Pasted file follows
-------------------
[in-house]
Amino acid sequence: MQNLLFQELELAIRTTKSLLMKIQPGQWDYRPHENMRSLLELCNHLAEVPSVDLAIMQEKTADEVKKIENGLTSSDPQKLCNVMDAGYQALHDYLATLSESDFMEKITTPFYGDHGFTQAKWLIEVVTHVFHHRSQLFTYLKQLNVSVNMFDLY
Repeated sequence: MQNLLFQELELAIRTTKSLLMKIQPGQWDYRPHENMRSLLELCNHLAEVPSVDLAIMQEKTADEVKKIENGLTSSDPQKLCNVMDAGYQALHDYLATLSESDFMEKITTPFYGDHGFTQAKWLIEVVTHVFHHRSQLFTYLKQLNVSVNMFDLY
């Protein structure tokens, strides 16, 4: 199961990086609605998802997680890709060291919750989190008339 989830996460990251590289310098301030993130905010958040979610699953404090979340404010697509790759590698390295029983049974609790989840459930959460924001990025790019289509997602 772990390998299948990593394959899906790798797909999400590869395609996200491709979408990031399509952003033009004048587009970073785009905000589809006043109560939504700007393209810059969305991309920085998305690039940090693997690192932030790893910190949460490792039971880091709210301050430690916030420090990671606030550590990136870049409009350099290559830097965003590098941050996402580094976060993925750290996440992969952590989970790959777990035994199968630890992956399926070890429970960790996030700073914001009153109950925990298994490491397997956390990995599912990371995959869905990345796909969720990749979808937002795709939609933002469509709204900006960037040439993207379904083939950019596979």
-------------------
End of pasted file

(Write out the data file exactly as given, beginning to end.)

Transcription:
[in-house]
Amino acid sequence: MQNLLFQELELAIRTTKSLLMKIQPGQWDYRPHENMRSLLELCNHLAEVPSVDLAIMQEKTADEVKKIENGLTSSDPQKLCNVMDAGYQALHDYLATLSESDFMEKITTPFYGDHGFTQAKWLIEVVTHVFHHRSQLFTYLKQLNVSVNMFDLY
Repeated sequence: MQNLLFQELELAIRTTKSLLMKIQPGQWDYRPHENMRSLLELCNHLAEVPSVDLAIMQEKTADEVKKIENGLTSSDPQKLCNVMDAGYQALHDYLATLSESDFMEKITTPFYGDHGFTQAKWLIEVVTHVFHHRSQLFTYLKQLNVSVNMFDLY
């Protein structure tokens, strides 16, 4: 199961990086609605998802997680890709060291919750989190008339 989830996460990251590289310098301030993130905010958040979610699953404090979340404010697509790759590698390295029983049974609790989840459930959460924001990025790019289509997602 772990390998299948990593394959899906790798797909999400590869395609996200491709979408990031399509952003033009004048587009970073785009905000589809006043109560939504700007393209810059969305991309920085998305690039940090693997690192932030790893910190949460490792039971880091709210301050430690916030420090990671606030550590990136870049409009350099290559830097965003590098941050996402580094976060993925750290996440992969952590989970790959777990035994199968630890992956399926070890429970960790996030700073914001009153109950925990298994490491397997956390990995599912990371995959869905990345796909969720990749979808937002795709939609933002469509709204900006960037040439993207379904083939950019596979």